October 2, 2016
What your faith can do for you
The apostles ask Jesus to increase their faith. The Savior responds. Reminding us. Even a little faith is a lot. This might catch some off guard. Like the disciples, many are eager for a larger portion of faith – the faith to guide people aright. Faith to forgive. Faith to serve just for the privilege. As we face the tough issues of life, we cry out for more faith. No one can honestly say, ‘I have all the faith in the world.” If we really have faith. Do we need more? Jesus corrects the disciple’s desire for more faith. He says the quantity or degree of faith does not matter. It is sufficient just to have faith. The parable of the mustard seed emphasizes that the smallest amount of faith can do wonders.
Faith is a practical thing in a Christian’s daily life. Does the common man know this? Is faith for him only a creed? Could faith be something for preachers only? Faith is meaningful in the day-to-day life of a Christian. Note that this gospel lesson on faith is addressed to the disciples, men of faith in Christ. Jesus is teaching them about the implications or responsibilities of that faith.
What faith can do for you.
1. Keep you from leading others astray – Vv. 1-2 Jesus said to his disciples: “Things that cause people to sin are bound to come, but woe to that person through whom they come. It would be better for him to be thrown into the sea with a millstone tied around his neck than for him to cause one of these little ones to sin.”
We are unworthy servants.
Have we not sometimes caused offense?
A. We have at times lived selfishly. Without regard for the needs of those around us. Like selfish children. Always looking out for what is mine.
B. We have lived “immoderately” always wanting more – But it is always just beyond our reach. And so, we are impatient. Never satisfied. Never content. Never at peace.
Little ones. (Those who struggle. Or who are weak in the faith.) May thereby have been led astray – A serious matter. (See vs. 2) To cause offense is to be an unworthy servant.
Lord, increase my faith! That I may not cause offense!
2. Cause you to forgive – Vv. 3-4 So watch yourselves. “If your brother sins, rebuke him, and if he repents, forgive him. If he sins against you seven times in a day, and seven times comes back to you and says, ‘I repent,’ forgive him.”
A. Have we not sometimes refused to deal lovingly with sinning brothers and sister?
B. Have we failed to rebuke them personally for a sin we see them committing.
1. Rebuking a brother is difficult.
2. We can come off as a busy body
3. In our “live and let live” world, most people’s reaction is “whatever”.
C. We have failed to forgive them as often as they repent
1. Forgiving can be difficult too!
2. After a rebuke. We might feel as if we have the power and the upper hand.
3. If we refuse to forgive. We break the bond of peace, which the Savior has given us.
4. There should be no limit to our forgiveness.
a. If he sins against you 7 times in a day. And 7 times comes back to you and said “I repent” ~ you must forgive him.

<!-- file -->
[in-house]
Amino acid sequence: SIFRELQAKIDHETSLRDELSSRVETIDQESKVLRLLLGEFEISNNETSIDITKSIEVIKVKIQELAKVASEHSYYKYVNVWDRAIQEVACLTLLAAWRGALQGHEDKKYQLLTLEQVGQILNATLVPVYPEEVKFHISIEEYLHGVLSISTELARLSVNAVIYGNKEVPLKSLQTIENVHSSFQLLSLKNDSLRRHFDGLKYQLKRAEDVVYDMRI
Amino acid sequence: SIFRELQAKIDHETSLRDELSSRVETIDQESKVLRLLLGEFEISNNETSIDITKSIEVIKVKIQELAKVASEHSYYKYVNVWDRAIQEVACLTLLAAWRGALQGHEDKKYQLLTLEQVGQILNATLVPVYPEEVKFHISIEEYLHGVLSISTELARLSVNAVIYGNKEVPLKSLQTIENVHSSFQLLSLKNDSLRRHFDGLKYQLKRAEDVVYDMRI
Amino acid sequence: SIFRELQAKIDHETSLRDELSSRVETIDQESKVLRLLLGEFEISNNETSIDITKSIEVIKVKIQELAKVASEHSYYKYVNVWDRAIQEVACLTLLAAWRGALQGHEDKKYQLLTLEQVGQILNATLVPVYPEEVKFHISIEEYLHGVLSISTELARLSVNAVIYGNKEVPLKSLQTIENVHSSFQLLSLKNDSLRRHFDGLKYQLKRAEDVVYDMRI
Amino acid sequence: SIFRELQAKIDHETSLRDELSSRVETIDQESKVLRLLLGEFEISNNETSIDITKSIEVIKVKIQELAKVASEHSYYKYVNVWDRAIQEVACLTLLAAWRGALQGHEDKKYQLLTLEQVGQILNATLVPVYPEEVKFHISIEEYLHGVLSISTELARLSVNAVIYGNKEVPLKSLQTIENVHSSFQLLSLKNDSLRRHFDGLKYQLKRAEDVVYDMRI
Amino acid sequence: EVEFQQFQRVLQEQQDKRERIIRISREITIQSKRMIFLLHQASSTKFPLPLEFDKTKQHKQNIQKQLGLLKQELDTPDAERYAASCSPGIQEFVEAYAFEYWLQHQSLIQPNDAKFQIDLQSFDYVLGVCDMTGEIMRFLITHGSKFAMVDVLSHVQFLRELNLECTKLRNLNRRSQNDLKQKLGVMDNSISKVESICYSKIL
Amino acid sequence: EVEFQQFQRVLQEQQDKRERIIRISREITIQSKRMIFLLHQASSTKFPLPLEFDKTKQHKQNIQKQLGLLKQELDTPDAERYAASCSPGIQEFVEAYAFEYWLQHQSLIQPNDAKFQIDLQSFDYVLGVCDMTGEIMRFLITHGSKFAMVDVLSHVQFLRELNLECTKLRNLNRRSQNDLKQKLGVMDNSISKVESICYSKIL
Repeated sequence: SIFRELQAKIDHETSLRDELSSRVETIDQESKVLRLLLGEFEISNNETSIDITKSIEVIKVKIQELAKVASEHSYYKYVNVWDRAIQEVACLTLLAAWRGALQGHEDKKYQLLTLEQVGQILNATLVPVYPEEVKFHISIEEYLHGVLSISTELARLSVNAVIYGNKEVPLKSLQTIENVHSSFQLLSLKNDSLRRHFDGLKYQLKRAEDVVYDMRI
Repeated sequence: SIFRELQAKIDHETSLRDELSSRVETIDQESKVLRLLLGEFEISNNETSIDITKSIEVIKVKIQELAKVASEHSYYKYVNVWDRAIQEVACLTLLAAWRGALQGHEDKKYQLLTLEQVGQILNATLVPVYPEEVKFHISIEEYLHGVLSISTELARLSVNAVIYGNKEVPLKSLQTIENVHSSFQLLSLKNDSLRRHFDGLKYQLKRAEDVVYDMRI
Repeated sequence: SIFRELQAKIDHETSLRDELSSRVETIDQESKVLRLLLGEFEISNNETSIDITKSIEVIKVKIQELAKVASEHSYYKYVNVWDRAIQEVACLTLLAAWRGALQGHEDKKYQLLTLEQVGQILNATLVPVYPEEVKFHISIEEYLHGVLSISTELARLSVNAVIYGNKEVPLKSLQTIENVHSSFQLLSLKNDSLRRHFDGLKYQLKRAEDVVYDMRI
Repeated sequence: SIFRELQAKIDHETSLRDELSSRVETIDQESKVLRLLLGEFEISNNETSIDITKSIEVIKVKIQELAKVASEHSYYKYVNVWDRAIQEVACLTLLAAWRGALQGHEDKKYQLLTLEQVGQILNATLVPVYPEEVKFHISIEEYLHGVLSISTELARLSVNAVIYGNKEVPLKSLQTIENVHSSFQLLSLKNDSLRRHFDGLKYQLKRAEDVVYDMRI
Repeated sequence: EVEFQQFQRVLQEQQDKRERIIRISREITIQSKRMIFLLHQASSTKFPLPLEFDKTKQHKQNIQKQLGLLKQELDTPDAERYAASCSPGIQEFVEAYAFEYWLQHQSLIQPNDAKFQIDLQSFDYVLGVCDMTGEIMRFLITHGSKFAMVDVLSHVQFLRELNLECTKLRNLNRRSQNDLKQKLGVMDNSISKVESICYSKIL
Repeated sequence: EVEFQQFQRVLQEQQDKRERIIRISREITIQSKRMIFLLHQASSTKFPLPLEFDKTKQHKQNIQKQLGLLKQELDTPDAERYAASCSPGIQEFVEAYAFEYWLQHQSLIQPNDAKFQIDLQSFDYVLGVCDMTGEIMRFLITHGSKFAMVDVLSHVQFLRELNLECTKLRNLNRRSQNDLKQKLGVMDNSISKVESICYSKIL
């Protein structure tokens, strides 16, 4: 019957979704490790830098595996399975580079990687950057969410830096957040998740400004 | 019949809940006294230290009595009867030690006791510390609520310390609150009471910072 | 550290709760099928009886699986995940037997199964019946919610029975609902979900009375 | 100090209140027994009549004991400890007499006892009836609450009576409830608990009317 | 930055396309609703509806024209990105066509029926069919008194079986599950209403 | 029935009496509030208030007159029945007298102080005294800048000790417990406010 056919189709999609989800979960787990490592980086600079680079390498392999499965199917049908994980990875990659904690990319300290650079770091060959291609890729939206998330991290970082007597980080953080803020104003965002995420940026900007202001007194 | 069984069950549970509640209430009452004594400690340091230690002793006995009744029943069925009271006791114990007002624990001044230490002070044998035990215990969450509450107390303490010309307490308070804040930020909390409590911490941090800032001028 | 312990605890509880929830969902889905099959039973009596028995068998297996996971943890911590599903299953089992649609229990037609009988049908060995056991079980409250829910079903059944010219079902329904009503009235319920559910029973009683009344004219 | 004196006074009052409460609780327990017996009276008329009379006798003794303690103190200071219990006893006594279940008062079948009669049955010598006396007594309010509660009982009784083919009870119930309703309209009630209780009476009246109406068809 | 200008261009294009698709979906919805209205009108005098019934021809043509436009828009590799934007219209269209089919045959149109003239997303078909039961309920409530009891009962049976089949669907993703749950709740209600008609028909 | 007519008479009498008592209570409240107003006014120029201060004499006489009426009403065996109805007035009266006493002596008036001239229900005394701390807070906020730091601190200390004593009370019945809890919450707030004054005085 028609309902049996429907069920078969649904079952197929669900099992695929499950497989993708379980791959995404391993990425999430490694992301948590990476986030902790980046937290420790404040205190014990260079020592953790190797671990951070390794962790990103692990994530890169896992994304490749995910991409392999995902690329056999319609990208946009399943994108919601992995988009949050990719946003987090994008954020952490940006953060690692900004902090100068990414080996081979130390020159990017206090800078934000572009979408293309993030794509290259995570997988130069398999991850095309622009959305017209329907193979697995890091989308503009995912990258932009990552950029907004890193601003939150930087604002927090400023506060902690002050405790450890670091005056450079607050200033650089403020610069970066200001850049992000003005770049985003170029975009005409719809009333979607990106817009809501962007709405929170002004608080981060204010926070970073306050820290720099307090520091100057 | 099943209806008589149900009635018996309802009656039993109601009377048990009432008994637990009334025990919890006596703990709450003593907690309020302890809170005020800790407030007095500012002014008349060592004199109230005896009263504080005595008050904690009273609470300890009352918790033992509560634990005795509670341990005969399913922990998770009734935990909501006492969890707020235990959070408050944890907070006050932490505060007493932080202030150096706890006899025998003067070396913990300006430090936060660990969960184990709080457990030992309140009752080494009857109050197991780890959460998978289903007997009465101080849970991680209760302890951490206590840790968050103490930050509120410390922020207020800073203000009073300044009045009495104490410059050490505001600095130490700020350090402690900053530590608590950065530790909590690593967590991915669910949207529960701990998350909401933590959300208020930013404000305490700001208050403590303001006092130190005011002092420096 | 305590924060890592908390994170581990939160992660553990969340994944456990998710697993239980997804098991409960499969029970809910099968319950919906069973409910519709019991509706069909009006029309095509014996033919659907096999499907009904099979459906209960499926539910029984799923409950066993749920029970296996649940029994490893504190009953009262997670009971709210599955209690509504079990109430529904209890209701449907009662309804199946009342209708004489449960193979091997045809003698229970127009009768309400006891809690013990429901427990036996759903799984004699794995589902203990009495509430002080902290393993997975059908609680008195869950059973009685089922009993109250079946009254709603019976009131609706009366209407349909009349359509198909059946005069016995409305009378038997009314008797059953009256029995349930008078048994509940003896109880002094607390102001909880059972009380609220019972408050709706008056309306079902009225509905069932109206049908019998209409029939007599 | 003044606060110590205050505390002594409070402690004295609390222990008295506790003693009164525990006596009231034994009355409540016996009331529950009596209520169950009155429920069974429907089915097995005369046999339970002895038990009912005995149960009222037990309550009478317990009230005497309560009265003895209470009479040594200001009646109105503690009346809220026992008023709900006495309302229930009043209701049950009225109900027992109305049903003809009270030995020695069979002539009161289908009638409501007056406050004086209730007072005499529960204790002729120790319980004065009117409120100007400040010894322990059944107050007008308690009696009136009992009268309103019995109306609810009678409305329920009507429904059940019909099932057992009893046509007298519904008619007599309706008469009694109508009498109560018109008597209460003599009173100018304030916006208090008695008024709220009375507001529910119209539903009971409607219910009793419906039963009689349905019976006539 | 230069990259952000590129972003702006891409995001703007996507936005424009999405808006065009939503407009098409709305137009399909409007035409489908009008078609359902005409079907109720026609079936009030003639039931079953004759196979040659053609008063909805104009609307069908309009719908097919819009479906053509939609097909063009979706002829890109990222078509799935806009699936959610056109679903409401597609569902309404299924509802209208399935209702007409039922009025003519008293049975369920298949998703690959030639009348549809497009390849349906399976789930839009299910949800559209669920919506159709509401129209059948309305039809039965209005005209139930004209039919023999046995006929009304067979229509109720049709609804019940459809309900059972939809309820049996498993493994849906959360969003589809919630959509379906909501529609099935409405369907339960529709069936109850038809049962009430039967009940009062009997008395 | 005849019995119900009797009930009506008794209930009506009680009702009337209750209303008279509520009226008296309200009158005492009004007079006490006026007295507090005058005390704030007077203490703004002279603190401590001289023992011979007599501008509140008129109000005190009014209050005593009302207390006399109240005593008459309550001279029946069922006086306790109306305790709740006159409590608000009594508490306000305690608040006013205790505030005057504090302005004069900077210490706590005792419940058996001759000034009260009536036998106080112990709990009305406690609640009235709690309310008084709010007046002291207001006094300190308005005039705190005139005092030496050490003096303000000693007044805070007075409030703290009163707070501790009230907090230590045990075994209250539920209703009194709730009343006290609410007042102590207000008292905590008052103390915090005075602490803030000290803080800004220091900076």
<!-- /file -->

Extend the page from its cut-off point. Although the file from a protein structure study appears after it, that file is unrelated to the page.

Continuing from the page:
b. There is to be no limit to our forgiveness.
c. Forgiveness needs to be complete.
Lord, increase my faith when I’m called upon to forgive!
3. Perform wonders – Vv. 5-6 The apostles said to the Lord, “Increase our faith!” He replied, “If you have faith as small as a mustard seed, you can say to this mulberry tree, ‘Be uprooted and planted in the sea,’ and it will obey you.
Faith makes it possible for us to do our duty.
A. We need only to exercise the faith we have.
1. What matters is not the amount of faith. Or ever faith itself. As though we were now obligated to get faith to do our duty. Rather, faith is instrumental.
2. Faith joins us to Christ. So that through faith we receive His power. Thus, even a little faith can do great things.
3. Wherever there is faith in Christ. Christians will deal lovingly with each other.
B. We should not expect praise for doing our duty.
1. Jesus alone gives faith and then increases it.
2. He does not owe us a thing. It is by His grace alone that we have faith. And are able to do our duty.
Lord, increase my faith when I’m called to render service to my neighbor!
4. Motivate you to serve with no desire for reward – Vv. 7-10 “Suppose one of you had a servant plowing or looking after the sheep. Would he say to the servant when he comes in from the field, ‘Come along now and sit down to eat’? Would he not rather say, ‘Prepare my supper, get yourself ready and wait on me while I eat and drink; after that you may eat and drink’? Would he thank the servant because he did what he was told to do? So you also, when you have done everything you were told to do, should say, ‘We are unworthy servants; we have only done our duty.’ ”
We have been called into Christian service.
A. In such service there are certain expectations. The servant is called to perform specific
1. To plow. Look after sheep. Etc. when the Master calls.
2. To render service – To cook supper. And wait on the Master.
B. The expectation is service rendered.
1. No need to say thanks. “Would he thank the servant because he did what he was told to do?” Apply this lesson to school or your first job – boot camp for life!
a. Show up on time.
b. Do what you’re told.
c. Don’t have an attitude!
2. The final reward of the child of God is to be ushered into mansions glorious.
a. We enter glory not due to any merit on our part. All we have is a gift.
b. Rather, we are unworthy servants. We are only doing our duty as the Master has pressed us into His service.
Lydia’s violin instructor in high school would often say, “We are all students” – Rightly applied to our Christian walk – we are all servants. We are to each humbly walk before God and our neighbor, forgiving and restoring our brother gently for in the final analysis we are to remind ourselves – we are only servants – simply doing our duty.
Words – 1,145
Passive Sentences –5%
Reading Ease –82.4
Reading Level – 4.1